World Uyghur Congress 6th General Assembly Opens in Munich, Germany

World Uyghur Congress, 11 November 2017

The 6th General Assembly of the World Uyghur Congress opened yesterday on 10 November 2017 in Munich, Germany. The meeting began with an opening ceremony in which the leadership of the World Uyghur Congress and distinguished guests gave opening remarks expressing support for the Uyghur struggle for human rights and democracy in China and discussing the challenges and opportunities ahead. The ceremony started with speeches from the WUC leadership, including a video recorded speech from WUC President Rebiya Kadeer and followed by remarks from the WUC General Secretary, Dolkun Isa and Vice-President Omer Kanat.

Following these introductory remarks, distinguished guests including Members of the European Parliament (MEPs), MPs from the German national government, politicians from the Bavarian regional government, academics and representatives from civil society and human rights NGOs delivered speeches expressing support, solidarity and advice for the Uyghur cause.

The first to speak was Margarete Bause, who was elected to the Bundestag for the Green Party in the recent national elections. Margarete Bause spoke on her experience learning about the Uyghur struggle for human rights during the past 11 years in Munich and said that she would use her new position in the Bundestag to advocate for the rights of the Uyghur people and human rights in general.

Bernd Posselt, a German politician, former MEP and current member of the executive board of the Christian Social Union in Bavaria (CSU), then took the floor. He emphasised that the situation in China has deteriorated rapidly and that we have a lot of work to do to ensure that human rights are respected

Helga Trüpel, a German MEP and member of the Uyghur Friendship Group in the European Parliament expressed her support for the WUC’s struggle for human rights, rule of law and cultural autonomy in China.

Norman Baker, President of the Tibet Society and former UK Minister of State at the Home Office, expressed solidarity with the Uyghur cause and noted the deteriorating human rights situation facing the Uyghur and Tibetan people in China. He stated that “Your struggle is our struggle. When one of us isn’t free, none of us are free.”

Louisa Greve, formerly the Vice-President of the National Endowment for Democracy (NED) in the United States, outlined how grave the situation in East Turkestan was becoming. She offered advice for the World Uyghur Congress, saying there must be a step up in efforts to counter Chinese ‘influence operations’ overseas, a recommitment and reinforcement of democratic principles and that the WUC must unite with like minded organisations concerned with human rights in China to advocate for human rights and democracy in a unified voice.

The General Secretary of the Unrepresented Nations and Peoples Organisation (UNPO), Marino Busdachin, took the floor to speak about the great challenges organisations such as UNPO and the WUC face in the contemporary climate. He also highlighted the activities and achievements that UNPO and the WUC have been able to achieve together in the past few years, especially the recent formation of a Uyghur Friendship Group in the European Parliament.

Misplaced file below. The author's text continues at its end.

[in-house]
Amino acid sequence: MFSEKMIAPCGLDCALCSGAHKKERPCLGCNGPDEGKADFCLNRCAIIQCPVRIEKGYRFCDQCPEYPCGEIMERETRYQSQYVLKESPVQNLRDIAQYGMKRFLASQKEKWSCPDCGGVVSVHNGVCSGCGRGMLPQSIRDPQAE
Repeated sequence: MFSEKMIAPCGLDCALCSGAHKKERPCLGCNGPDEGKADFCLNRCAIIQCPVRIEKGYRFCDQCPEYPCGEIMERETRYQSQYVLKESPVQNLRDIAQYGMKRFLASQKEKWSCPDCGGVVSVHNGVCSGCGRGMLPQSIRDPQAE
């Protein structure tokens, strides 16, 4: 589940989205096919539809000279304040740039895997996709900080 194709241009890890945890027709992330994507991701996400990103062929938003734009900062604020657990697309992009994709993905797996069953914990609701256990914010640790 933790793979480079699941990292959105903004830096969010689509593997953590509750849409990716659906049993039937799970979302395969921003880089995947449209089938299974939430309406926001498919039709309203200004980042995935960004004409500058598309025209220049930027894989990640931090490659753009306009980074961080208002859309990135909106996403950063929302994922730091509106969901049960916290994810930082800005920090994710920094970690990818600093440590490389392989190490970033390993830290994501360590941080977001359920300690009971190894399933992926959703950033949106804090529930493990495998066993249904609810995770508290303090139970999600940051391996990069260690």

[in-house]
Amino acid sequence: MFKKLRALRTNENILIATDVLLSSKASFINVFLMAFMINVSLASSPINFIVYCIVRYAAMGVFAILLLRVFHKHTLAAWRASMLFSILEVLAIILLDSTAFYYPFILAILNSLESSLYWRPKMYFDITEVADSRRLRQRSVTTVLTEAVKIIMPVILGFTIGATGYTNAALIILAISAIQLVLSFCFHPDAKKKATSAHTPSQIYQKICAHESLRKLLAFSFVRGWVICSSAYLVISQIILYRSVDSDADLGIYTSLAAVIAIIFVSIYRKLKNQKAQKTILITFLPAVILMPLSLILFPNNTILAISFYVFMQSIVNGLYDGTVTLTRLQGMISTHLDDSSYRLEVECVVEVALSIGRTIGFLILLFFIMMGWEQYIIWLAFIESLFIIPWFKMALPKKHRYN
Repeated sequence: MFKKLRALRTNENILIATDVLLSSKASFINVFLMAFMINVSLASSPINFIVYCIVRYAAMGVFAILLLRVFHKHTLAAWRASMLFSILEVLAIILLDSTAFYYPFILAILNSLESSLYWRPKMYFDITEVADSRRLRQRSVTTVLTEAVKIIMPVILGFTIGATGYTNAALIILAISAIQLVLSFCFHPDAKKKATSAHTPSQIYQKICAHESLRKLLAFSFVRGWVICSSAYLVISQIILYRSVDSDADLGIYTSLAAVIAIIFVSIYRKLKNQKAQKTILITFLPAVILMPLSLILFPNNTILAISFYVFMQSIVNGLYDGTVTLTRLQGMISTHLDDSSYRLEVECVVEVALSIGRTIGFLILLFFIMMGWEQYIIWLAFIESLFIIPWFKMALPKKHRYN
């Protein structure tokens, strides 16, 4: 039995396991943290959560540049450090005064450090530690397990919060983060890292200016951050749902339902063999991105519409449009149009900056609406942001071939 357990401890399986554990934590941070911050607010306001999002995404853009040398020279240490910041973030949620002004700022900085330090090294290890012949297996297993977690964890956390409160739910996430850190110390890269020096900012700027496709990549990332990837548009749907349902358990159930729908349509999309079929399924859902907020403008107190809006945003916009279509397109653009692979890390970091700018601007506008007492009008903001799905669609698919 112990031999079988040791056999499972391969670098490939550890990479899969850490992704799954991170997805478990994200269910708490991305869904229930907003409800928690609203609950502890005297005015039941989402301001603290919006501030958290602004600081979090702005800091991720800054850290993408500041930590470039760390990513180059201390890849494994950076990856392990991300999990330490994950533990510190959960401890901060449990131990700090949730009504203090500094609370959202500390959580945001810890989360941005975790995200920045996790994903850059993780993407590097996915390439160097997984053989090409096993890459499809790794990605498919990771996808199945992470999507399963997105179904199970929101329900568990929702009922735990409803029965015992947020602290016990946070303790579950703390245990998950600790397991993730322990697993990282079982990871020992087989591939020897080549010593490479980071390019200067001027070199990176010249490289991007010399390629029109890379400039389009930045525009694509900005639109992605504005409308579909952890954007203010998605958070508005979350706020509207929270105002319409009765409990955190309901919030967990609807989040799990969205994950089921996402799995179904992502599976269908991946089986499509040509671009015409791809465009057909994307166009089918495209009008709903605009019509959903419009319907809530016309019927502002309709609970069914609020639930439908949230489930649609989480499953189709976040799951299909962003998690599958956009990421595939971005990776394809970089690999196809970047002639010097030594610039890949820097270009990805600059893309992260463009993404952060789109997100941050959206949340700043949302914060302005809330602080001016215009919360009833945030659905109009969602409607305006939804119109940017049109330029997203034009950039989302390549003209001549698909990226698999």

The next speaker was Thubten Wangen, a member of the Tibetan Government in Exile, based in Barcelona. He spoke about the Tibetans struggle for freedom and human rights and expressed solidarity with the Uyghur people. He ended his remarks with a message to Xi Jinping: “everything is impermanent, power will not last forever… economy is important, but not as important as human rights and people”.

Laura Harth from the Nonviolent Radical Party then spoke on the need for the world to know what was happening to the Uyghur people in East Turkestan. We all have a responsibility to stand up for human rights, democracy and the rule of law, she stated.

Hanno Schedler from the Society for Threatened Peoples (STP) spoke on advocacy efforts in the United Nations and challenges posed by an increasingly assertive China. He underlined this by pointing China’s attempts to intimidate the German city of Weimar from giving its human rights award to Ilham Tohti, saying, “”We need to stop the Chinese Communist Party from hacking public opinion”.

Ilham Tohti Initiative President and cofounder of the WUC, Enver Can, concluded the Opening Ceremony by reflecting on the past and thinking about the future of the WUC. He asserted that: “the WUC General Assembly must see this as a turning point to improve and energize its advocacy”.

In the afternoon session, the Uyghur delegates presented their activity reports for the past year. Uyghur activists and community leaders from across the world took the opportunity to inform those in attendance of the Uyghur-related advocacy activities being conducted in their respective countries and to discuss the most pressing issues for the Uyghur communities in their respective countries.

Day 2 of the General Assembly begins today, 11 November 2017. Elections will be held to determine the new leadership of the World Uyghur Congress and the delegates will discuss the future, direction and strategy of the organisation.